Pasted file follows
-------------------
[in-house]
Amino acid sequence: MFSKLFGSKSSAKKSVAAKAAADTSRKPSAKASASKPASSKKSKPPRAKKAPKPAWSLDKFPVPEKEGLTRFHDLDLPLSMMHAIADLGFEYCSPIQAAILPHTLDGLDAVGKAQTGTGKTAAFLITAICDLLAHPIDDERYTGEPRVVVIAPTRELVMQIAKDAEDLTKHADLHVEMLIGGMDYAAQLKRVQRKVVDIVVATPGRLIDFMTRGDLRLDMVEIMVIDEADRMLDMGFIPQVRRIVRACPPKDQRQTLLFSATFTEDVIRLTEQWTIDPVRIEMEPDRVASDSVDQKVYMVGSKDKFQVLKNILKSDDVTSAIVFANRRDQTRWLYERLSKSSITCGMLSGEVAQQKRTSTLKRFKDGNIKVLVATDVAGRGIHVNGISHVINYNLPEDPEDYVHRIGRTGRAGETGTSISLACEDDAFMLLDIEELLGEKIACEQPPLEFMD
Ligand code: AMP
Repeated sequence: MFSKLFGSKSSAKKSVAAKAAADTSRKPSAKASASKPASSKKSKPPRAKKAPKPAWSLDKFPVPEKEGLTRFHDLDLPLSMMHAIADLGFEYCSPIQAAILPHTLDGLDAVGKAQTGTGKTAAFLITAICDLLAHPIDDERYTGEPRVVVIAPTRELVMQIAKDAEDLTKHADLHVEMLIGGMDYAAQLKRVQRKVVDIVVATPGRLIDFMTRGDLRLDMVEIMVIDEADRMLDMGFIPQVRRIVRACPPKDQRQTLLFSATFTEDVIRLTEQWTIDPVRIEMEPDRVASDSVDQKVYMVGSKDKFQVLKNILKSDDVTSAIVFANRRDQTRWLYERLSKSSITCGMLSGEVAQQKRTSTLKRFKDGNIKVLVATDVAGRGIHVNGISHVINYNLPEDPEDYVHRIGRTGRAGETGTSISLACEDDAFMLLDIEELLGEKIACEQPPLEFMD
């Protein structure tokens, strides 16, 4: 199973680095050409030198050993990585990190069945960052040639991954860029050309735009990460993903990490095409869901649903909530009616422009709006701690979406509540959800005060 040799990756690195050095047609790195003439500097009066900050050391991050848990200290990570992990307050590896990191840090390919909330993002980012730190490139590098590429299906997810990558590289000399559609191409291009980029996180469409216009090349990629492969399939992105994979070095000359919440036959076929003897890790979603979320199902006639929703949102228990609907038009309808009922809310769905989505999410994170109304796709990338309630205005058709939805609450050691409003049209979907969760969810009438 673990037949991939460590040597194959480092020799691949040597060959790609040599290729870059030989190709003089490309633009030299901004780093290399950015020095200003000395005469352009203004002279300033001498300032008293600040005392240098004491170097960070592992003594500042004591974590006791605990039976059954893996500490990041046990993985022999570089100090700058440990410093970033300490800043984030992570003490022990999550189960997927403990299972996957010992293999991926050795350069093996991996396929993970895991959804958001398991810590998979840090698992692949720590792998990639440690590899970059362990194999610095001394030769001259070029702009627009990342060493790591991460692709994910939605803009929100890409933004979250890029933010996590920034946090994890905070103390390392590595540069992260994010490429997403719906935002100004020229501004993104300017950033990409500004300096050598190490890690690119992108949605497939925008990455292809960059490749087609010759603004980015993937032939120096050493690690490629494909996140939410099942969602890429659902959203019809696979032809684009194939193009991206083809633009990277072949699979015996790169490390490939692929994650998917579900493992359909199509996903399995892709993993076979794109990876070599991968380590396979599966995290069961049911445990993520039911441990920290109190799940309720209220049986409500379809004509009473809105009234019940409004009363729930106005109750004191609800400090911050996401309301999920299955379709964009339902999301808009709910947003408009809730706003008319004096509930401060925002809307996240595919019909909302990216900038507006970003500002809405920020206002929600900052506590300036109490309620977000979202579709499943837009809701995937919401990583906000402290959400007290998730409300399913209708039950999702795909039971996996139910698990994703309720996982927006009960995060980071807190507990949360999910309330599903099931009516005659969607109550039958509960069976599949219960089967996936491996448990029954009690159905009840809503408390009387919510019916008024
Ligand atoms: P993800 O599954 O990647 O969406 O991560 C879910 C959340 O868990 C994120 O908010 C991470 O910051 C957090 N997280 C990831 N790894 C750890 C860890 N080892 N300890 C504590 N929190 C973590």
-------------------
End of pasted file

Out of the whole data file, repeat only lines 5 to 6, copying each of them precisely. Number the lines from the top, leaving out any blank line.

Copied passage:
């Protein structure tokens, strides 16, 4: 199973680095050409030198050993990585990190069945960052040639991954860029050309735009990460993903990490095409869901649903909530009616422009709006701690979406509540959800005060 040799990756690195050095047609790195003439500097009066900050050391991050848990200290990570992990307050590896990191840090390919909330993002980012730190490139590098590429299906997810990558590289000399559609191409291009980029996180469409216009090349990629492969399939992105994979070095000359919440036959076929003897890790979603979320199902006639929703949102228990609907038009309808009922809310769905989505999410994170109304796709990338309630205005058709939805609450050691409003049209979907969760969810009438 673990037949991939460590040597194959480092020799691949040597060959790609040599290729870059030989190709003089490309633009030299901004780093290399950015020095200003000395005469352009203004002279300033001498300032008293600040005392240098004491170097960070592992003594500042004591974590006791605990039976059954893996500490990041046990993985022999570089100090700058440990410093970033300490800043984030992570003490022990999550189960997927403990299972996957010992293999991926050795350069093996991996396929993970895991959804958001398991810590998979840090698992692949720590792998990639440690590899970059362990194999610095001394030769001259070029702009627009990342060493790591991460692709994910939605803009929100890409933004979250890029933010996590920034946090994890905070103390390392590595540069992260994010490429997403719906935002100004020229501004993104300017950033990409500004300096050598190490890690690119992108949605497939925008990455292809960059490749087609010759603004980015993937032939120096050493690690490629494909996140939410099942969602890429659902959203019809696979032809684009194939193009991206083809633009990277072949699979015996790169490390490939692929994650998917579900493992359909199509996903399995892709993993076979794109990876070599991968380590396979599966995290069961049911445990993520039911441990920290109190799940309720209220049986409500379809004509009473809105009234019940409004009363729930106005109750004191609800400090911050996401309301999920299955379709964009339902999301808009709910947003408009809730706003008319004096509930401060925002809307996240595919019909909302990216900038507006970003500002809405920020206002929600900052506590300036109490309620977000979202579709499943837009809701995937919401990583906000402290959400007290998730409300399913209708039950999702795909039971996996139910698990994703309720996982927006009960995060980071807190507990949360999910309330599903099931009516005659969607109550039958509960069976599949219960089967996936491996448990029954009690159905009840809503408390009387919510019916008024
Ligand atoms: P993800 O599954 O990647 O969406 O991560 C879910 C959340 O868990 C994120 O908010 C991470 O910051 C957090 N997280 C990831 N790894 C750890 C860890 N080892 N300890 C504590 N929190 C973590």